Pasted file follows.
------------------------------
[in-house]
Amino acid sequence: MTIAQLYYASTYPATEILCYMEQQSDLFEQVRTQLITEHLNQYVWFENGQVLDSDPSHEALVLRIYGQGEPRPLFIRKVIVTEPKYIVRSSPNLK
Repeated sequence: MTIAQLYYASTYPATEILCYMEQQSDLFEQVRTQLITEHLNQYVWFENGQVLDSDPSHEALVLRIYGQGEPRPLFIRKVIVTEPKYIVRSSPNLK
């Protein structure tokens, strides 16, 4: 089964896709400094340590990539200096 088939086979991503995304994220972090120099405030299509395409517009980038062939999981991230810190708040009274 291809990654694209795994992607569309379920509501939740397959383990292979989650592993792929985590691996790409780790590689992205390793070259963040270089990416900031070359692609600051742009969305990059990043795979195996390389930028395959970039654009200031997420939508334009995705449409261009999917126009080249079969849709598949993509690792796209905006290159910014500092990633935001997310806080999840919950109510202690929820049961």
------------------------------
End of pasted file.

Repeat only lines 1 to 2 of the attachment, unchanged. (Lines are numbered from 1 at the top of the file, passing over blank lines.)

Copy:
[in-house]
Amino acid sequence: MTIAQLYYASTYPATEILCYMEQQSDLFEQVRTQLITEHLNQYVWFENGQVLDSDPSHEALVLRIYGQGEPRPLFIRKVIVTEPKYIVRSSPNLK